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Building an inclusive narrative and focusing on integration: the new way forward

Míriam Juan-Torres | 28 February 2018

When politicians recognize that refugees remain refugees for a long time, it becomes necessary to redesign the refugee system. We need to focus on shaping the narrative to increase public support and prevent a far-right surge. We also need to move away from refugee camps and design hybrid solutions that benefit host communities as well.

Immigration levels in Europe ebb and flow, but in recent years immigration and refugee issues have taken centre-stage in public debates all over the continent. National conversations are very much focused on arrivals and the narrative has been captured by extremist right-wing groups who espouse a vision of European nationalism defined in exclusionary terms. Populist movements exploit immigration and refugee-related concerns to gain supporters and power.

The policies enacted by European leaders in response to the arrivals, and the perceived shift in public opinion, do little to promote the values upon which the European Union was founded or to address the situation, let alone provide for those in need of international protection. Starting from the deal with Turkey through the Italian deal with the Libyan ‘government’, many policies dealing with immigration and refugees are counter-productive, because they feed into the populist rhetoric, empowering parties that pose a threat to democracy.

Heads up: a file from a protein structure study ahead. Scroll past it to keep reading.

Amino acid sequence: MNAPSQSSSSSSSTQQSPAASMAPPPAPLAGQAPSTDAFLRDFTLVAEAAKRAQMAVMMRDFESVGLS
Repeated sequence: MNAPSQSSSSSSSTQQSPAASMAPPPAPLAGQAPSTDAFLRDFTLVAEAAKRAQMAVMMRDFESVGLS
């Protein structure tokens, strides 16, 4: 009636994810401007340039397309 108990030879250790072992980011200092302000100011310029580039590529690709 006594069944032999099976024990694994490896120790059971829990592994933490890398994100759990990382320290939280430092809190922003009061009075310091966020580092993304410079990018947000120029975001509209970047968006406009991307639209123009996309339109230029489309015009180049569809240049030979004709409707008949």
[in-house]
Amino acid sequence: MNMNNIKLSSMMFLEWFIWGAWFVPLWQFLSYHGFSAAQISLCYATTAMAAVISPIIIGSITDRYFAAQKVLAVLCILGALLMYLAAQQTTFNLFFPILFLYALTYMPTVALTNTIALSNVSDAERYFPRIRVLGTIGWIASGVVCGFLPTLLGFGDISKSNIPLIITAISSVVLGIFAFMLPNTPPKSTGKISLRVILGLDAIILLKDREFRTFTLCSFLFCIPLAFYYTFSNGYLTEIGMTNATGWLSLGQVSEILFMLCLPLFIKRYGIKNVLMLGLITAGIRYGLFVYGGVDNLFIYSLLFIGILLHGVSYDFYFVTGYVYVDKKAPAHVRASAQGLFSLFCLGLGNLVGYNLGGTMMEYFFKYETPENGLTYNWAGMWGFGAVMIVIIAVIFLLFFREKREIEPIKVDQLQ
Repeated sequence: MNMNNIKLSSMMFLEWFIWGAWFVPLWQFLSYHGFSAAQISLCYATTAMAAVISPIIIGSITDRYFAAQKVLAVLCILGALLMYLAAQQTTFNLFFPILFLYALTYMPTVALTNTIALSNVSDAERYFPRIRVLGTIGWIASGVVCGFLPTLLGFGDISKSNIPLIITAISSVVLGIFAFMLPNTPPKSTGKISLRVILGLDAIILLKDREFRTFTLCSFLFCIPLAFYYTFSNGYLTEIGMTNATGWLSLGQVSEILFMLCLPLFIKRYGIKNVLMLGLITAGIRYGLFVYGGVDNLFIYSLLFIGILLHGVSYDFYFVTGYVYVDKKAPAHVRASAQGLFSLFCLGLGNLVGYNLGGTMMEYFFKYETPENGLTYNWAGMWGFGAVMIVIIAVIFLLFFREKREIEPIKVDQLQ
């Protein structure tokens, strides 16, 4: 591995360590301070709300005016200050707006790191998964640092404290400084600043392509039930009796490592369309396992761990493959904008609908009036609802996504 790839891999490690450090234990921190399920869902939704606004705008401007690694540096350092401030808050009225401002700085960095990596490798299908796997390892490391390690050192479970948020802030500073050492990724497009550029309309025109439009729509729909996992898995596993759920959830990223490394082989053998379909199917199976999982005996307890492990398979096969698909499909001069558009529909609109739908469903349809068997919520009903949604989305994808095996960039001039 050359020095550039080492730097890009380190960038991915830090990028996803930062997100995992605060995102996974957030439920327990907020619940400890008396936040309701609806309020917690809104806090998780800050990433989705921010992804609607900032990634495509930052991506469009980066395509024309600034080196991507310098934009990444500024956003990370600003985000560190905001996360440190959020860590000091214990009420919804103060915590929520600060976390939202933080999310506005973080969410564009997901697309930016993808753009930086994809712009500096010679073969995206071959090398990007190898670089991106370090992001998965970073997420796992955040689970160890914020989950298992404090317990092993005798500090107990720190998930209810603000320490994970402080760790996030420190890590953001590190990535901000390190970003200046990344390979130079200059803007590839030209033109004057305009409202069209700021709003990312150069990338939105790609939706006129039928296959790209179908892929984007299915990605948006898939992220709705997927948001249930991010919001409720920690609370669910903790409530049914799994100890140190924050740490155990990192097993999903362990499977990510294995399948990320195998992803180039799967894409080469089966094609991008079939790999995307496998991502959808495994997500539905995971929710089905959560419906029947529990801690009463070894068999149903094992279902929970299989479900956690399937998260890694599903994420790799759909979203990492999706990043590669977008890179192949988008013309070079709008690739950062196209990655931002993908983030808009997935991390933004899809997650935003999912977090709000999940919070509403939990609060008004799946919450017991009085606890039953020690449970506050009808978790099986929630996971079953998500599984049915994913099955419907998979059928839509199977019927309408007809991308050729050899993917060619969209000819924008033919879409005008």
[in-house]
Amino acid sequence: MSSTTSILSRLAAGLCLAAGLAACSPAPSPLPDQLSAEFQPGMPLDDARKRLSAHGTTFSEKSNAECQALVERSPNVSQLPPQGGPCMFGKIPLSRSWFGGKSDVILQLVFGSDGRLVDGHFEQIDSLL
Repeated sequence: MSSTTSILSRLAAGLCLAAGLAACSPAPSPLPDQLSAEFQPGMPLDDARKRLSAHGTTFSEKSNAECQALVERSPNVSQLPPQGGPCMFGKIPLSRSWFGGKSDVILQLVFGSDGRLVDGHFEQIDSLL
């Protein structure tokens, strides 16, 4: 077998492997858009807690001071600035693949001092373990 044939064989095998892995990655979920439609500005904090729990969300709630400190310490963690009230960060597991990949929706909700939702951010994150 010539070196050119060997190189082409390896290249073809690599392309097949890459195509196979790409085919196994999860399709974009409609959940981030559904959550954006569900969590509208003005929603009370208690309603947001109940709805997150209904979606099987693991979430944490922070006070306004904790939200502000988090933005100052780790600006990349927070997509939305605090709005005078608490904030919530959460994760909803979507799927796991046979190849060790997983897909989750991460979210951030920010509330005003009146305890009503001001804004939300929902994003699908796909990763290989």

We need to have an honest conversation about the refugee system’s failures and limitations. The main challenge is political. The need to focus on integration follows. It is necessary to redesign the refugee system and move away from refugee camps and solutions that are meant for temporary situations.

Seeing eye-to-eye with reality

The first step towards devising and enacting open and effective policies is to have the political space to do so. This requires the support of citizens. Public opinion on these issues is usually presented in binary terms: those who oppose and those who support refugees. However, there is evidence that public opinion is not always polarized into these two groups. In fact, in most European countries, the majority belong to the ‘conflicted middle’, people who hold feelings of empathy and solidarity for refugees, but who also hold valid and legitimate concerns about the economic, cultural, and sometimes, security impacts of welcoming refugees.

The second step is to recognize that a significant percentage of refugees do not live in refugee camps or reception centres and, when they do, camps become what David Miliband described as ‘funeral homes for dreams’. Long periods of time in isolated camps often result in refugees developing coping strategies to survive and to attract the attention of donors and aid workers. These coping strategies can be positive (such as entrepreneurship) to negative (lying about their situation in hope of receiving more attention, prostitution, or theft – which is understandable if their survival depends on it).